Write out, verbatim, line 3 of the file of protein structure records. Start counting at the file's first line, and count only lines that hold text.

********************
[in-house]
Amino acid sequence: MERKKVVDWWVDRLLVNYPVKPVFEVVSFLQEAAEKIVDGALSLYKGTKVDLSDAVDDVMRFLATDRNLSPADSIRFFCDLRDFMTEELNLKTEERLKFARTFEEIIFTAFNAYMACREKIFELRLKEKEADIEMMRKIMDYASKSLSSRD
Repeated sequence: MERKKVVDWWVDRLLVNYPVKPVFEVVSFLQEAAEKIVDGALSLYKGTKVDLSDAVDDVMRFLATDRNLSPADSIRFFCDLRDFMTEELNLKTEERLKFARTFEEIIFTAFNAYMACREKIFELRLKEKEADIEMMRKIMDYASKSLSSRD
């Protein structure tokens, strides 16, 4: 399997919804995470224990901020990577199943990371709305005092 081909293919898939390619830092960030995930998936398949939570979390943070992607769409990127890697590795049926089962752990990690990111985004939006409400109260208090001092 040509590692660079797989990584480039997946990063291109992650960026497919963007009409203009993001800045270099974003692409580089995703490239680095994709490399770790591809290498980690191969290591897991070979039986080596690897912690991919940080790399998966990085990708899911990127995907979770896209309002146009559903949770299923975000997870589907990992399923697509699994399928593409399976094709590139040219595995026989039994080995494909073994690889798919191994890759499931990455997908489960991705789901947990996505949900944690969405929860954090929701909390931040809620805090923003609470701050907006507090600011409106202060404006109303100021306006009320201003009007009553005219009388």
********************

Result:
Repeated sequence: MERKKVVDWWVDRLLVNYPVKPVFEVVSFLQEAAEKIVDGALSLYKGTKVDLSDAVDDVMRFLATDRNLSPADSIRFFCDLRDFMTEELNLKTEERLKFARTFEEIIFTAFNAYMACREKIFELRLKEKEADIEMMRKIMDYASKSLSSRD